Crohn's disease

Ileocecal resection

  ADAPTED FROM CROHN'S AND COLITIS UK

ADAPTED FROM CROHN'S AND COLITIS UK

It is fairly common for Crohn’s disease to affect both the terminal ileum (the last part of the small intestine) and the caecum. If the inflammation is severe and persistent, then it may be necessary to remove that part of the intestine.

The healthy end of the small intestine is then joined directly to the colon (large intestine). This operation is also known as an ileal caecectomy.
 

 

Stricturoplasty

  ADAPTED FROM CROHN'S AND COLITIS UK

ADAPTED FROM CROHN'S AND COLITIS UK

This is a way of treating strictures and blockages in the small intestine which avoids removing any gut.

The surgeon opens up the narrowed section of the intestine with a lengthwise cut, and then reshapes it by sewing it up the opposite way. Food can then pass freely through the reshaped section of the intestine.

When compared to bowel resection, strictureplasty has definite advantage of preserving small bowel length and capacity to absorb macro- and micronutrient, vitamins, and may help protect against short bowel syndrome in patients at risk for undergoing future multiple bowel resections.

 

Resection

  ADAPTED FROM CROHN'S AND COLITIS UK

ADAPTED FROM CROHN'S AND COLITIS UK

If the stricture is long, or there are several strictures close together, a resection may be preferable to a strictureplasty.

In a resection the surgeon removes the damaged and diseased part of the gut, and then sews (or staples) together the ends of the remaining healthy sections.

This join is called an anastomosis.

Ulcerative colitis

Restorative Proctocolectomy with ileo-anal pouch

 adapted from crohn's and colitis UK

adapted from crohn's and colitis UK

Commonly called "pouch surgery"or IPAA (ileo pouch- anal anastomosis) surgery, this procedure is the most common in patients with UC because of the acceptable and durable functional outcomes. 

The main advantage of a pouch is that faeces (stools) can be passed through the anus in the normal manner, although usually more frequently.

Generally, it requires two surgical interventions. In the first and main operation the surgeon removes the whole colon and the rectum, but leaves the anus. Then a pouch is made using the ileum (the lower end of the small intestine) and this is joined to the anus. Finally, a looped section of the small intestine is brought out onto the external wall of the abdomen through a temporary ileostomy. This allows the waste from digestion to be collected in a stoma bag until the newly-formed pouch has had a chance to heal – which generally takes about three months. The second operation is performed in order to close this temporary ileostomy.

 

Total Proctocolectomy with ileostomy

 Adapted from Crohn's and colitis UK

Adapted from Crohn's and colitis UK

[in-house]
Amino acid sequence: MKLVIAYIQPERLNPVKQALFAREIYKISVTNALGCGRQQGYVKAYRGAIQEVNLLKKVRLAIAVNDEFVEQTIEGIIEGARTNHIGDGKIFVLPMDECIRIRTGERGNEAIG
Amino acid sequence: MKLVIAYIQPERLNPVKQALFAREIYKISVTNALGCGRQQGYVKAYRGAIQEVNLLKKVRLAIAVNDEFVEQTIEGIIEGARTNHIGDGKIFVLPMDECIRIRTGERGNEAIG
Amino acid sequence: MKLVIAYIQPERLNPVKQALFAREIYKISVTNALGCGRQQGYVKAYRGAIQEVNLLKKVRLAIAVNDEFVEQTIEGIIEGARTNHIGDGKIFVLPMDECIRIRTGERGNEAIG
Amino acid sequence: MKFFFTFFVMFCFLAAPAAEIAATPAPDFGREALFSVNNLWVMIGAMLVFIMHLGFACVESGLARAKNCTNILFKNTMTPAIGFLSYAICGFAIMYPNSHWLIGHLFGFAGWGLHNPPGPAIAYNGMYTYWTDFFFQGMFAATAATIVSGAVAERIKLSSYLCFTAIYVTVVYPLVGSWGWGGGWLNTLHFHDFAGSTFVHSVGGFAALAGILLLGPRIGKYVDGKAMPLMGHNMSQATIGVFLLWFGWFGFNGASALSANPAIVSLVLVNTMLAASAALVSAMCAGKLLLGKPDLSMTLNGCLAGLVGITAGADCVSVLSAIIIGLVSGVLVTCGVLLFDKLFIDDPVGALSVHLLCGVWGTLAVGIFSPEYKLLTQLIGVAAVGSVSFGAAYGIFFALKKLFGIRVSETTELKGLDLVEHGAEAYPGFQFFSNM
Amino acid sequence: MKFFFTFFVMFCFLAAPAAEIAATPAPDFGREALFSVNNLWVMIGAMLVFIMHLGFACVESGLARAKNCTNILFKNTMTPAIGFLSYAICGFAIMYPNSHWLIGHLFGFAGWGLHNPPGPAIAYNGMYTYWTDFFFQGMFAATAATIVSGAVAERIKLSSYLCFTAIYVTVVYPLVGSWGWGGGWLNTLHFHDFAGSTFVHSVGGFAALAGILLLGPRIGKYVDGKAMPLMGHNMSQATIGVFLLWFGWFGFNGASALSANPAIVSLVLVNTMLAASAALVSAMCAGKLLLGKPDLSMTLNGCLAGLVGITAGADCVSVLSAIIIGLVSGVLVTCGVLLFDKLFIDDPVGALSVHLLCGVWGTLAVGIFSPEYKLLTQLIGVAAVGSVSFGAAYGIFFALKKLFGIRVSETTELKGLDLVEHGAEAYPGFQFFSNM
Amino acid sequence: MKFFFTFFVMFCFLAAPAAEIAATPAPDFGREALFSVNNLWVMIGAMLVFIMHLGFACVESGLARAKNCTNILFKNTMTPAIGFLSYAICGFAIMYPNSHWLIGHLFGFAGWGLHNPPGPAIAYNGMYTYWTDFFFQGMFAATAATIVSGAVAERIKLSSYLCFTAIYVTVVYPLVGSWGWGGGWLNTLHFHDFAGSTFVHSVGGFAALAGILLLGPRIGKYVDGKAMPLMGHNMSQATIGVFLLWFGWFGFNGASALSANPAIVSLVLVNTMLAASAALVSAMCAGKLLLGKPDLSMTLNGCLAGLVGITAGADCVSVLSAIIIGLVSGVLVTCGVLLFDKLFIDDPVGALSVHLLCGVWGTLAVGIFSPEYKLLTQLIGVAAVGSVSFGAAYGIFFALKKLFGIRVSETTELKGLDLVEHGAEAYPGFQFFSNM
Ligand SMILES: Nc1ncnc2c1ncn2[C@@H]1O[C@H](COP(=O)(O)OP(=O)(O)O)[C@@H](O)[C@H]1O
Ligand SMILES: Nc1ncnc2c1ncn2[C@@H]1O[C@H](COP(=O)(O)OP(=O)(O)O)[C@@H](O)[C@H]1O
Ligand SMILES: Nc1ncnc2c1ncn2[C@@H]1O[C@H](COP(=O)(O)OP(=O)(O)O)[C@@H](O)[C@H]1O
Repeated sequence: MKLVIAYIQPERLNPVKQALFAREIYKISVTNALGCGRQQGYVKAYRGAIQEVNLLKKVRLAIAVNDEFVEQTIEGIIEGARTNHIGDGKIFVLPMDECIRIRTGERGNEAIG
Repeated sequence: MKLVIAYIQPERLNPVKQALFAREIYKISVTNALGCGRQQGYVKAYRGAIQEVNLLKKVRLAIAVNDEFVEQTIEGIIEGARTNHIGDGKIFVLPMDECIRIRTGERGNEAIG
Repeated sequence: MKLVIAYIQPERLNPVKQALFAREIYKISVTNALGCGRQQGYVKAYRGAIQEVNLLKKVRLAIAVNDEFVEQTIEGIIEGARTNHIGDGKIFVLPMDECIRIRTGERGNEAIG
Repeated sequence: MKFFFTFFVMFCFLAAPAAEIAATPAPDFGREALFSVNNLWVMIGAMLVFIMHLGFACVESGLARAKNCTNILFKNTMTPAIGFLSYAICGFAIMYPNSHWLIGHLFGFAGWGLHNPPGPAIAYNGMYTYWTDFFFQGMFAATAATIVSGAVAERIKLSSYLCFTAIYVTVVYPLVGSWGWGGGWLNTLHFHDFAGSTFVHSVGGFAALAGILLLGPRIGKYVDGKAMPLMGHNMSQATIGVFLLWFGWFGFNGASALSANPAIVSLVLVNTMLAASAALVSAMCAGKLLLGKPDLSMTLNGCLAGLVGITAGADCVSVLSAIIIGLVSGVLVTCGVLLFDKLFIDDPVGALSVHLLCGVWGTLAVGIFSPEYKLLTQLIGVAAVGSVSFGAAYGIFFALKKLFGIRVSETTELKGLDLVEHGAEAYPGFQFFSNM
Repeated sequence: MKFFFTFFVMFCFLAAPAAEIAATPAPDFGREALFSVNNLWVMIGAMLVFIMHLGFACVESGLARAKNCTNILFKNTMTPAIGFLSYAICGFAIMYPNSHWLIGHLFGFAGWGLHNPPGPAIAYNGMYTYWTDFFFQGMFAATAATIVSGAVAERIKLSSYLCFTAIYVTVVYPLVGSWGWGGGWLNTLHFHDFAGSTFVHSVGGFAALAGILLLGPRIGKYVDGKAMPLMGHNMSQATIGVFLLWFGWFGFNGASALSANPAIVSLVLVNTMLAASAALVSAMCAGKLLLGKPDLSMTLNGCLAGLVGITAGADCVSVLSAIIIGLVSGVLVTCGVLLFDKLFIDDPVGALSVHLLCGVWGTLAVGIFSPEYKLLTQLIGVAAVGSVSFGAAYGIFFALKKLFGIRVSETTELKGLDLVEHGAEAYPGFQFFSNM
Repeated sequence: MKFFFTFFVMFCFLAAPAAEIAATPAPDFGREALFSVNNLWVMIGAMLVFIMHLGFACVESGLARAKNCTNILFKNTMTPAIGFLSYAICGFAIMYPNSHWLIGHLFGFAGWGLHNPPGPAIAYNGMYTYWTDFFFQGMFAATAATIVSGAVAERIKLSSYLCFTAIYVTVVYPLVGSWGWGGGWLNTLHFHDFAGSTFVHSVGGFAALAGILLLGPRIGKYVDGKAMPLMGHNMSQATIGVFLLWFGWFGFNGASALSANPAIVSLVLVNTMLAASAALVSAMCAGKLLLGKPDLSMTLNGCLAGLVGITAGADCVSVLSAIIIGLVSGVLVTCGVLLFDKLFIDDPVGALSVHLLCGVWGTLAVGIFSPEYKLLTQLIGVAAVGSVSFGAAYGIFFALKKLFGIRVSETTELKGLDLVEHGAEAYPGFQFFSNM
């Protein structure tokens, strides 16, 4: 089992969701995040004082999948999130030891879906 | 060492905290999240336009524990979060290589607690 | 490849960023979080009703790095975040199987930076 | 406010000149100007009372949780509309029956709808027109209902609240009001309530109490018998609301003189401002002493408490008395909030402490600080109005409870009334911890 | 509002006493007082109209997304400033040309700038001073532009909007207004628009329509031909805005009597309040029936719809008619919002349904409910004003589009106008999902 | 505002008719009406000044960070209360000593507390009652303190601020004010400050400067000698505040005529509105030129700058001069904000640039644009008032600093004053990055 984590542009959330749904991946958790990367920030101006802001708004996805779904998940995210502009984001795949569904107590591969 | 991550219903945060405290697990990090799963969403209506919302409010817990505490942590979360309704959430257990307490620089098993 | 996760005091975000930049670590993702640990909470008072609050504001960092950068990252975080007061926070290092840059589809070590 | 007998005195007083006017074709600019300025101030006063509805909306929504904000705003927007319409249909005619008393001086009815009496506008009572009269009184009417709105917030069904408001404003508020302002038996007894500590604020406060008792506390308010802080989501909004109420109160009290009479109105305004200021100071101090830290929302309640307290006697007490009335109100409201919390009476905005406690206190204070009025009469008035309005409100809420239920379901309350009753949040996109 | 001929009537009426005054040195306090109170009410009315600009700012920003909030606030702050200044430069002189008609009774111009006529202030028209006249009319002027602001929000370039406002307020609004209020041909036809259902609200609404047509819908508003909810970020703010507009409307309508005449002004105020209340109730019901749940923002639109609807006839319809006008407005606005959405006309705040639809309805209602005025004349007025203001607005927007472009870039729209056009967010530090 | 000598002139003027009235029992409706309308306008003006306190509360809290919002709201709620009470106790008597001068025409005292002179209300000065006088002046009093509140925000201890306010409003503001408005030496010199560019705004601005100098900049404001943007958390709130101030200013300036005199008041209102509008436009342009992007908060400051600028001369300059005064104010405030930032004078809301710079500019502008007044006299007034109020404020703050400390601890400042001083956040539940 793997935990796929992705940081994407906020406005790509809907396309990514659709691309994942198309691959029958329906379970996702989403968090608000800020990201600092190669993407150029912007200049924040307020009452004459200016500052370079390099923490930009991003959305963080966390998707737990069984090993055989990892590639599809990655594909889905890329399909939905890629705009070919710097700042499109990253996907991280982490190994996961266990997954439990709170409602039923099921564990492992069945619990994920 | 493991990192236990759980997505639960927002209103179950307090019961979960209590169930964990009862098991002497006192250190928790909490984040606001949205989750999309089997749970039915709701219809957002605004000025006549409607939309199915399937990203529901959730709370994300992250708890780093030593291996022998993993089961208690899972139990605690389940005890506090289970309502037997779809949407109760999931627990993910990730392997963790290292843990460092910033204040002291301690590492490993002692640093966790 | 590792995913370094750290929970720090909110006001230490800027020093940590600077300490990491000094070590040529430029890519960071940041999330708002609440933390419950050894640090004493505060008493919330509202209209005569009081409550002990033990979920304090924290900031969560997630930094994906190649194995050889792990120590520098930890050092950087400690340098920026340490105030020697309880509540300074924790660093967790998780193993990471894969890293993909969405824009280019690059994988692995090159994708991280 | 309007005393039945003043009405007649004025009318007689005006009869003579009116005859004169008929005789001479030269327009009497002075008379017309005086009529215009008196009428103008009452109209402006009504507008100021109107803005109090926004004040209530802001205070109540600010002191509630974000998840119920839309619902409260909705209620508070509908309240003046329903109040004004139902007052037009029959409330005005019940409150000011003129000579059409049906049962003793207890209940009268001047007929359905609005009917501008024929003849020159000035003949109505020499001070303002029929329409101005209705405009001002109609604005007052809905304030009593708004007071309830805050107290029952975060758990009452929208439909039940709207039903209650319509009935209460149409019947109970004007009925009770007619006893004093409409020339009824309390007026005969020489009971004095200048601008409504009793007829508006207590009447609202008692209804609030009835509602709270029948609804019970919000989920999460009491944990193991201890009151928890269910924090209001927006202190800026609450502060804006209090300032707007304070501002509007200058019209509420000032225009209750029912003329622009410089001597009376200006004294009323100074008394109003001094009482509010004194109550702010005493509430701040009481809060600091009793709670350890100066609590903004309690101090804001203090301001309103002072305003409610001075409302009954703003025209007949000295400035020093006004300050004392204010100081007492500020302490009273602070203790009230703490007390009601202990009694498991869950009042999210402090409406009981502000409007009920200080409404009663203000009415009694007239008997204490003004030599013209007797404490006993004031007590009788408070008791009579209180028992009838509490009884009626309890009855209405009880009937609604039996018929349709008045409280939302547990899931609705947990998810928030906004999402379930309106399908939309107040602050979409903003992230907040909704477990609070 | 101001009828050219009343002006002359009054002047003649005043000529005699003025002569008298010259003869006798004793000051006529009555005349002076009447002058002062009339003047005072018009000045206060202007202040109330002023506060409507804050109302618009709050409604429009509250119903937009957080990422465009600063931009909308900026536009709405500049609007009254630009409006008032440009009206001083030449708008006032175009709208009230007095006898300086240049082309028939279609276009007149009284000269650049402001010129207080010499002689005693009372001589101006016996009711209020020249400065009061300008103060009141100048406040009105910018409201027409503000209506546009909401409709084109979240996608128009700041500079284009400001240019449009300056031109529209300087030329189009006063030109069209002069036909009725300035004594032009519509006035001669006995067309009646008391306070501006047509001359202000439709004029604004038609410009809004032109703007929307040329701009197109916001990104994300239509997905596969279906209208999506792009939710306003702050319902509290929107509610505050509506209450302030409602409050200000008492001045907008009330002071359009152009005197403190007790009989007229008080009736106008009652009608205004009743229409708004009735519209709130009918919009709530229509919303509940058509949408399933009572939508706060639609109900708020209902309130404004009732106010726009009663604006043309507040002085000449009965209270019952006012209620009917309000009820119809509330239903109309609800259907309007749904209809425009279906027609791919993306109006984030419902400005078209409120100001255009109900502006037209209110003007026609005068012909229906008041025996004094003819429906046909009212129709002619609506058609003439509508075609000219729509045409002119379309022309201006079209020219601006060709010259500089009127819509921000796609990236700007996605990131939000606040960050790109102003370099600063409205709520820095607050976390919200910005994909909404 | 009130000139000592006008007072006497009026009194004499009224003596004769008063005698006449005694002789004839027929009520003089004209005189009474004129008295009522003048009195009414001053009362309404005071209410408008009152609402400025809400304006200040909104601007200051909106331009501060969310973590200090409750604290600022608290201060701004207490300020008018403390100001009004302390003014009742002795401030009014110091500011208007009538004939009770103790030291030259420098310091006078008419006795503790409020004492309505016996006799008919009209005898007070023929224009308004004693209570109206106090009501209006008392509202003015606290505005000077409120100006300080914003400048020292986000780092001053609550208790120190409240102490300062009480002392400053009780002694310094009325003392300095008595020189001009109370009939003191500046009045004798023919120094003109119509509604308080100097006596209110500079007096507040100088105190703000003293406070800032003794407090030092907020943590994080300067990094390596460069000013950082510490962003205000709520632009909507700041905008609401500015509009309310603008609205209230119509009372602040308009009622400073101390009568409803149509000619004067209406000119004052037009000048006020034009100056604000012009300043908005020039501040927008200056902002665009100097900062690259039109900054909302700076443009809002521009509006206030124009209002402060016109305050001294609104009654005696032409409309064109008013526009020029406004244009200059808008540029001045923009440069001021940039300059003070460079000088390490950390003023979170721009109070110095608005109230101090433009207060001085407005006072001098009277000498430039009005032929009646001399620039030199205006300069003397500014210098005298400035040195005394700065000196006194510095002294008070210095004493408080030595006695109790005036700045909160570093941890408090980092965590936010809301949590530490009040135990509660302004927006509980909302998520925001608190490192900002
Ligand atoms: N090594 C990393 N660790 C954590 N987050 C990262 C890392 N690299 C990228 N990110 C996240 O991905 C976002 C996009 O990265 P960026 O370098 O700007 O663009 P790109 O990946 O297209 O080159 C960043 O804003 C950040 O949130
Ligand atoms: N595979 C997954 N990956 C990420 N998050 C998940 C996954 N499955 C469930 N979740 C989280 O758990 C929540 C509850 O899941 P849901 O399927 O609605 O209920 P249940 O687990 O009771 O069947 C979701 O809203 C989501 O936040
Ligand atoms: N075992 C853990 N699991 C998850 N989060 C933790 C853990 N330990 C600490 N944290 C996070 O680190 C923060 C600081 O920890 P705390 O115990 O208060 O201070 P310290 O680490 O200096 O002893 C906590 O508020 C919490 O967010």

During this operation the entire colon is removed, together with the rectum and the anal canal. The end of the small intestine is brought out through an opening in the wall of the abdomen. This is called an ileostomy or stoma.

An external bag is then fitted onto the opening to collect the waste. It can be emptied or changed as necessary. Click here to learn more about Ostomy Care.

 

 

 

Colectomy with ileo-rectal anastomosis

 adapted from crohn's and colitis uk

adapted from crohn's and colitis uk

This operation is much less common because it is only suitable for a small number of people with UC. This is a less complex procedure compared to other options with lower morbidity rates, but it has been considered in highly selective patients with reasonable clinical results.

This surgery does not involve extensive pelvic dissection, unlike other interventions. In addition, the pelvic nerve damage is minimized, avoiding the sexual and urinary dysfunction. However, this operation will only be recommended if there is little or no inflammation in the rectum and no long-term risk of developing rectal cancer.

In this surgery the colon is removed, but instead of creating an ileostomy, the surgeon joins the end of the small intestine directly to the rectum. This avoids the need for an ileostomy creation.

 

Colectomy with ileostomy

 ADAPTED FROM CROHN'S AND COLITIS UK

ADAPTED FROM CROHN'S AND COLITIS UK

This procedure is often performed in the emergency settings. 

During this operation the surgeon removes the colon but leaves the rectum. Then, similarly to a proctocolectomy, the end of the small intestine is brought out through an ileostomy and an external bag is fitted onto this opening to collect the waste from digestion. The upper end of the rectum is either closed or brought out to the surface
to another temporary stoma. This is called a mucous fistula and is needed because the rectum may produce mucus for a while.

Depending on the patient's individual medical condition, the ileostomy may be temporary or can become permanent. Once the patient have recovered from the colectomy and a decision to revers the stoma is made, s/he may be able to have IPAA as described above which will help to restore the continuity of the gut. Alternatively, patient and surgeon may decide on a permanent ileostomy.

 
To learn more about various aspects of surgery in IBD, please, go back to the IBD Surgery page

To go back to the IBD Unit main page click here

References and Acknowledgments